How Long Does A Tesla Battery Last In Australia?


How long does a Tesla battery last in Australia? This is becoming more of a common question now that Tesla has doubled its presence on Australian roads. Teslas are everywhere! Someone recently commented that they are becoming as common as cockroaches and cane toads. As these questioners appear to be genuine, I thought I would do some research to dispel their concerns about how long a Tesla battery lasts in Australia.

My usual response is to quote the warranty of 160,000 km. But I am fast coming to the conclusion that this answer is no longer relevant. I read recently that some battery recyclers in the US are complaining that the batteries are not degrading fast enough and they need more stock. Actually, CleanTechnica wrote about this way back in 2016.

There are very few Teslas that have done high mileage in Australia. Until the advent of the Model 3 three years ago, Teslas were quite rare on our roads. However, a request for information in the Tesla Owners Club of Australia Facebook page revealed evidence that Tesla batteries are outlasting and outperforming their original expectations.

How long does a Tesla battery last?

Mark Tipping, National President of the Tesla Owners Club of Australia, responded: “My 2015 Model S P85D has driven 271,000km. Tesla recently advised me that the HV leads between battery and motor have some corrosion and they are replacing them under warranty. I didn’t know but an alert was sent by the car to Tesla!! The battery reports 6.9% degradation.
My other MS P100DL+ has done 200,000 km and I recently stretched that to a 600+ km range in Central Oz. Battery degradation is simply not a reality in a modern well managed EV.”

The owner of a Model S, Model 3, and Model Y reports that he has driven over half a million kilometers in his 2018 Model S. He does airport pickups and dropoffs in the Byron area and has probably done the highest number of kms in Australia. But, we still don’t know how long a Tesla battery lasts!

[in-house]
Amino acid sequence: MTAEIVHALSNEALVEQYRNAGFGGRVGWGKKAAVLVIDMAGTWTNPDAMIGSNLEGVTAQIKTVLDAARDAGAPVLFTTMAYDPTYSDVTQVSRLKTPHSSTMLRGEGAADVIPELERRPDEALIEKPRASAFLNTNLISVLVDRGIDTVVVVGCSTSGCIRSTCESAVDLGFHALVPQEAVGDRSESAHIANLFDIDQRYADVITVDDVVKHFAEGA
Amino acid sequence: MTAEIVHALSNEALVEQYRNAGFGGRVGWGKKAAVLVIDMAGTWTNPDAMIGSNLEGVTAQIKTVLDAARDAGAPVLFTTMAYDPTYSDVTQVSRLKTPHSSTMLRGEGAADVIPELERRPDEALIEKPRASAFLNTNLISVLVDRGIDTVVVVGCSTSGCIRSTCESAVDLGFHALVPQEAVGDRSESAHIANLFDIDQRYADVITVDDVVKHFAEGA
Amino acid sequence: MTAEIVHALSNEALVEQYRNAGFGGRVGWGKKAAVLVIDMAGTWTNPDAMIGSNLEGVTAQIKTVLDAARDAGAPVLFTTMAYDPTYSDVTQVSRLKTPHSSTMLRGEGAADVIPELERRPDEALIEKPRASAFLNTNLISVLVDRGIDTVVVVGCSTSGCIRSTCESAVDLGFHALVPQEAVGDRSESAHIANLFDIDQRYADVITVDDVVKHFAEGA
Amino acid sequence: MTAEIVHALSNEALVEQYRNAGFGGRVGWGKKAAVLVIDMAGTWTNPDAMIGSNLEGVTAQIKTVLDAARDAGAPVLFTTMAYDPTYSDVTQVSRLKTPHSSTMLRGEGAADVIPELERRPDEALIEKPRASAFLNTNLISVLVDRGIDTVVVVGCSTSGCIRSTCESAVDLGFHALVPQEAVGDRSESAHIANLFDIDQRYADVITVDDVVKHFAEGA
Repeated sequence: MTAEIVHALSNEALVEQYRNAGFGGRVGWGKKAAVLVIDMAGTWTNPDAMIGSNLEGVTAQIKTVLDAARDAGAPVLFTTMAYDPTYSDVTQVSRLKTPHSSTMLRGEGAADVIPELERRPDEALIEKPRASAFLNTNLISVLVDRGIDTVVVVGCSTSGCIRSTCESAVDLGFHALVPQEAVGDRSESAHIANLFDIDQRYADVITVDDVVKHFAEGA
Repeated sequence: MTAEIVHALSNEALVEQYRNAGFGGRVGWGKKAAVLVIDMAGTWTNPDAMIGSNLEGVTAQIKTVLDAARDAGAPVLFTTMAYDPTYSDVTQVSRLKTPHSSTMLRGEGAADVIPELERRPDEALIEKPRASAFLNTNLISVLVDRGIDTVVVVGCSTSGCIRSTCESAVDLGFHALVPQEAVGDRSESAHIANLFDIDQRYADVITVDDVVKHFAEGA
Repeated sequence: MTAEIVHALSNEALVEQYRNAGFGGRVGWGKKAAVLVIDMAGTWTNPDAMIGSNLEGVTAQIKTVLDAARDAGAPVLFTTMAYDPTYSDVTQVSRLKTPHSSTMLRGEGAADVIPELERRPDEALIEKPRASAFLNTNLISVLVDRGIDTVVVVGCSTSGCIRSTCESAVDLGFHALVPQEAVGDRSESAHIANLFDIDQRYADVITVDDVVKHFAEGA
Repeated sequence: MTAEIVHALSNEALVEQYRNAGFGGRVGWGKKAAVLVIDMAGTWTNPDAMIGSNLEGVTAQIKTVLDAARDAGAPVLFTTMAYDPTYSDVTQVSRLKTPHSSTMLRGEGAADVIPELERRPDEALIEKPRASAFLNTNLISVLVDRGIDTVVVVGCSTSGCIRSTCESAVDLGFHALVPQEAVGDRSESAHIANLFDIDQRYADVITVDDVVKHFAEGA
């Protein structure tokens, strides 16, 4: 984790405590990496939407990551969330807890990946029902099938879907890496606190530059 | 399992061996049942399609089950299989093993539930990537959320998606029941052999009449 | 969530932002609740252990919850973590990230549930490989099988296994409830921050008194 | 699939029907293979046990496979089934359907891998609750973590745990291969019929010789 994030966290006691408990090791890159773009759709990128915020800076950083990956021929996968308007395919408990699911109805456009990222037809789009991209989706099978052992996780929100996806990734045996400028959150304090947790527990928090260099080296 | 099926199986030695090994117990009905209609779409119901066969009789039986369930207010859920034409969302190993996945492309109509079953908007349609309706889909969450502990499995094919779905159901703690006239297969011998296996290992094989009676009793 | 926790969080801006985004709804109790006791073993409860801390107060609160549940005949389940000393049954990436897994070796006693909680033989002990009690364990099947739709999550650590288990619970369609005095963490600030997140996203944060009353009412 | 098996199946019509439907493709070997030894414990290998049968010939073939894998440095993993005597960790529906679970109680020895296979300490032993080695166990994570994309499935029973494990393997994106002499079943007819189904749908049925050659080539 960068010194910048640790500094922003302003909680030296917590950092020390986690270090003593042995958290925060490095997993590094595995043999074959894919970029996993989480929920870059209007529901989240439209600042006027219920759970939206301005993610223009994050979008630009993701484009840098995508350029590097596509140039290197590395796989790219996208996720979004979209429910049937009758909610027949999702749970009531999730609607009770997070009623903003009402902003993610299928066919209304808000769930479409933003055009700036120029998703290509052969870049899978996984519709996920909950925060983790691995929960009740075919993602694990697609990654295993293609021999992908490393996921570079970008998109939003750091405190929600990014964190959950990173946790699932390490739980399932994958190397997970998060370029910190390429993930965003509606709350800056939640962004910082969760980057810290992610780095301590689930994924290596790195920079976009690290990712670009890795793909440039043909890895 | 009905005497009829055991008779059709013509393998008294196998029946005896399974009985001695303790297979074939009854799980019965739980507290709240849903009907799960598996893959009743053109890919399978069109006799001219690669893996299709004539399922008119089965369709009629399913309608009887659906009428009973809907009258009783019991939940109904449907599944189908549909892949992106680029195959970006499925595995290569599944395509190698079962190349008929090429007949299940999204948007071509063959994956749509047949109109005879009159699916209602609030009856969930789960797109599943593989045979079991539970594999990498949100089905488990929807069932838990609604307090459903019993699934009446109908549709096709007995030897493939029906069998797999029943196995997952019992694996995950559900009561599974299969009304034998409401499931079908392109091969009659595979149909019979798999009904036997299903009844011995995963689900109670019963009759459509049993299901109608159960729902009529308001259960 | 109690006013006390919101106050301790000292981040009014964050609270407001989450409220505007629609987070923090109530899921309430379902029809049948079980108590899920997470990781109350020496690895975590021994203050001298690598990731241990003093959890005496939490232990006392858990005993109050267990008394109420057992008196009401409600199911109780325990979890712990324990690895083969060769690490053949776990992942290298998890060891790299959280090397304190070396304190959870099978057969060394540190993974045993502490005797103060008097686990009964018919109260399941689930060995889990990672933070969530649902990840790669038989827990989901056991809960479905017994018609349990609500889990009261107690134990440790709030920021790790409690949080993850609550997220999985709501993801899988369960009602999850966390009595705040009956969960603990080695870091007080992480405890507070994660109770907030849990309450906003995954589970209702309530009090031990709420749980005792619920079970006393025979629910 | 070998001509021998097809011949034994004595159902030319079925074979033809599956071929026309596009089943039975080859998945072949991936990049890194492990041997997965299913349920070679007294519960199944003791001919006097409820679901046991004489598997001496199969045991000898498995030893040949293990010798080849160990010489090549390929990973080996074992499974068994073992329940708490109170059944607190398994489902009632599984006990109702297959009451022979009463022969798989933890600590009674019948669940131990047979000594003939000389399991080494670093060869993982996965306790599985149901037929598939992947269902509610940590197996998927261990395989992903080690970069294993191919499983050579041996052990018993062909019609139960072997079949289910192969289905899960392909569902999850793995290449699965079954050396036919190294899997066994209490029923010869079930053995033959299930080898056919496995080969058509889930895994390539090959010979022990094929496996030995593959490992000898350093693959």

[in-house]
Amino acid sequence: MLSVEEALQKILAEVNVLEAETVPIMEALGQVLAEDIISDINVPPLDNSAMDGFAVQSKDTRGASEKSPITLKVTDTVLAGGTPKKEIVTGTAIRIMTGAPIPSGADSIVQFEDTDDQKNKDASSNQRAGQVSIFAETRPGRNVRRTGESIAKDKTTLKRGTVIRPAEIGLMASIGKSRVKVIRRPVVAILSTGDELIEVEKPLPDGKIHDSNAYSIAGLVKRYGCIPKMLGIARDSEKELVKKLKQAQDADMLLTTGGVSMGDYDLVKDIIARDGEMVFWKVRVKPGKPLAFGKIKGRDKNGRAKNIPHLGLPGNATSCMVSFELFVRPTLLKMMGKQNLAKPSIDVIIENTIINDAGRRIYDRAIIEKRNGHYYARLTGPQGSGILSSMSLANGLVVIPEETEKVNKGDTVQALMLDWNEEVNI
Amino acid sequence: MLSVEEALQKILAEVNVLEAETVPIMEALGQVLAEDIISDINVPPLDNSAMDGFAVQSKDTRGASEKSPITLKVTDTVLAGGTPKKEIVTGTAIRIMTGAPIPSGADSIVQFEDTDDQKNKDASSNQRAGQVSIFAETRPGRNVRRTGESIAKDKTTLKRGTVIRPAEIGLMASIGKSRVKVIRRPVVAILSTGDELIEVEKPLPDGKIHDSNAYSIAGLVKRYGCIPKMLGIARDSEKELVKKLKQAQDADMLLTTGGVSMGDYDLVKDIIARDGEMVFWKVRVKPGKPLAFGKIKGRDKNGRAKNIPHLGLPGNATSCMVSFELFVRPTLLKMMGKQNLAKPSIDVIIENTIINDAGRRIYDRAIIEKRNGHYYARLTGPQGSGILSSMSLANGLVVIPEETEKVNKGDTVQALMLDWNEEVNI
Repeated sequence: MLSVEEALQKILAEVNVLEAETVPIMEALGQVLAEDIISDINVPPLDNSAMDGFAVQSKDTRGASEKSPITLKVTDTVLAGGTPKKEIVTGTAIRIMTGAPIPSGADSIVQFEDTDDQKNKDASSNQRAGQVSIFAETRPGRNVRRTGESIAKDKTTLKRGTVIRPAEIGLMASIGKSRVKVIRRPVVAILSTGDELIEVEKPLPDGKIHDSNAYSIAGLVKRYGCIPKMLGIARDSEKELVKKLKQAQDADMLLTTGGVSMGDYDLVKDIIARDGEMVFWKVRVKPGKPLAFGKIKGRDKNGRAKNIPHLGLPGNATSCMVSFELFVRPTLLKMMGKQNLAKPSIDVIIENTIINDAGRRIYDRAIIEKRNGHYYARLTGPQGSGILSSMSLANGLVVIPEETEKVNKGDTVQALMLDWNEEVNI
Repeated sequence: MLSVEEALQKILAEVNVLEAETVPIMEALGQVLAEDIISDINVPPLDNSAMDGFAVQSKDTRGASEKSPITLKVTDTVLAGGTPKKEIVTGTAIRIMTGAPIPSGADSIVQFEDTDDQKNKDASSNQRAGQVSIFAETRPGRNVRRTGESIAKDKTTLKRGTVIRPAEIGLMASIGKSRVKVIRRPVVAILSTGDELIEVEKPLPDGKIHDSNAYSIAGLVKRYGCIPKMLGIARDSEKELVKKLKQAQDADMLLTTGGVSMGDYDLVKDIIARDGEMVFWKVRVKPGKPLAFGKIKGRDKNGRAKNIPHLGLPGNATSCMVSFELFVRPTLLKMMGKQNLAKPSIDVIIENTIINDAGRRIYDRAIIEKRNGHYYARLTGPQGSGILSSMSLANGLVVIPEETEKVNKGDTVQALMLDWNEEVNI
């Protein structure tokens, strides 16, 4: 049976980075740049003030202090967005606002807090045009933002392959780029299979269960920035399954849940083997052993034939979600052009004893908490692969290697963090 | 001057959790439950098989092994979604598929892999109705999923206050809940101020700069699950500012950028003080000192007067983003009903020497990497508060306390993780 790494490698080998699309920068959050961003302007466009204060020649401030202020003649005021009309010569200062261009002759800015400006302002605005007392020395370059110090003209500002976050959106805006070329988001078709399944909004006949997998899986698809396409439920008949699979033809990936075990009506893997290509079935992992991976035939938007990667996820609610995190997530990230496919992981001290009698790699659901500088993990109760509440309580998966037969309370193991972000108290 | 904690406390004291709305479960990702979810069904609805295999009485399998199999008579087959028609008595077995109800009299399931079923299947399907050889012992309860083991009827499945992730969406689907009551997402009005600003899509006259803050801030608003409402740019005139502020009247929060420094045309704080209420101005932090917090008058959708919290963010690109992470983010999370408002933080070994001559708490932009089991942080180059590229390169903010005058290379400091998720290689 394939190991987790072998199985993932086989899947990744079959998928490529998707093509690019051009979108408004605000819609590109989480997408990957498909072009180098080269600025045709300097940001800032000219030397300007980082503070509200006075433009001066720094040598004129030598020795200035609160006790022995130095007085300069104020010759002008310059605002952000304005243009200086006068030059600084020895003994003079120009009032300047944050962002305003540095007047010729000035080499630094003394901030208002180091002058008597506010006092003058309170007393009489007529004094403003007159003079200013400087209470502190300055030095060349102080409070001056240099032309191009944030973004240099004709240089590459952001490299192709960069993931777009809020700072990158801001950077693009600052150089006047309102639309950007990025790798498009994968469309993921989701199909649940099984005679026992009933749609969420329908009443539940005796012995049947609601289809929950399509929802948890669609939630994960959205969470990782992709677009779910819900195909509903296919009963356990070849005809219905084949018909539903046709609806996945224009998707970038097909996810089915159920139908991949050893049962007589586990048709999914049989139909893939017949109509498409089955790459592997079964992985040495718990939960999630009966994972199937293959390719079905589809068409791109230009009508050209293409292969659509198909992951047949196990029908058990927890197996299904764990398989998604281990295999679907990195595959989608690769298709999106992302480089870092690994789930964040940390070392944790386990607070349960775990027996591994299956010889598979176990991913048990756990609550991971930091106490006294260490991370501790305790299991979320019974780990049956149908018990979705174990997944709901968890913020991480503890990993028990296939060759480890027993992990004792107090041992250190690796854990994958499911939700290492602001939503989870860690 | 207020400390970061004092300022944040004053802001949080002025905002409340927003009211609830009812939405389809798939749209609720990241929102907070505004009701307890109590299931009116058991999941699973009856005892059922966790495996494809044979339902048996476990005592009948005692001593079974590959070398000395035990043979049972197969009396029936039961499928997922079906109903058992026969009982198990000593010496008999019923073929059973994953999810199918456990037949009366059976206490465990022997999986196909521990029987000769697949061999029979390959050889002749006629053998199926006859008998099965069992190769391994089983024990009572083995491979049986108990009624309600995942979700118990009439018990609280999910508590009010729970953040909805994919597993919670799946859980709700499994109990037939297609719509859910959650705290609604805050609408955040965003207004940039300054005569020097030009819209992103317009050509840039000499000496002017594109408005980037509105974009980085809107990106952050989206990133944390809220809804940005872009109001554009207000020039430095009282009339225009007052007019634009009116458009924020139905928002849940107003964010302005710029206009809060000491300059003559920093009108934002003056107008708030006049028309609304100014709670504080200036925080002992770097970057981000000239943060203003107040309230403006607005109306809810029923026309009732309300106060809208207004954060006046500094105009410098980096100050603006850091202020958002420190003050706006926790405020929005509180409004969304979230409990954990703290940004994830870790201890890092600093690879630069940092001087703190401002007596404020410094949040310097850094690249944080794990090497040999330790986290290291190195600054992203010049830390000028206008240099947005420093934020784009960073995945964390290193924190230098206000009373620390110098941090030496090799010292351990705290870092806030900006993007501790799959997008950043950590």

David Nye reports that his first S85 bought in February 2015 has now driven 312,000 km with about 10% battery degradation. “Actually, most degradation happens in about the first 12 months or so. It then levels off pretty dramatically,” David adds.

These answers defy the FUD-creating Facebook posts that allege that a Tesla battery will have to be replaced after 8 years (the warranty period). That’s equivalent to saying that an ICE engine only lasts as long as the warranty. This is then added to speculation that a battery pack may cost up to $30,000. Maybe we should stop calling it FUD and call it future fear coupled with massive ignorance and misinformation. FFMIM?

We also encounter confusion between the 12-volt battery used in most ICE cars (and Teslas) and the long-range battery in a Tesla. ICE car batteries die, dead, like a dodo. EV car batteries have a different chemistry and better management, so they degrade. You won’t stop dead on the highway or get stuck in your garage waiting for the RACQ.

Anecdotal comments from other countries talk of taxis in Scandinavia that have achieved over 750,000 km; and ones in Holland that have done over 900,000 km. Even in New Zealand there are Model S’s that have exceeded the warranty period with minor degradation: a 2014 Model S P85+ with 150,000 km (6% degradation) and a 2015 Model S P90 with 170,000 km on the clock and about 8% loss of range shown on the dash.

As for my Tess, we have only had her 3 years and driven over 90,000 km. Due to an over-the-air update to our battery management software, far from having battery degradation, we now have an extra 6% of range compared to new.

So, how long does a Tesla battery last in Australia? I think the best answer you can give is: long enough.


 


 


 

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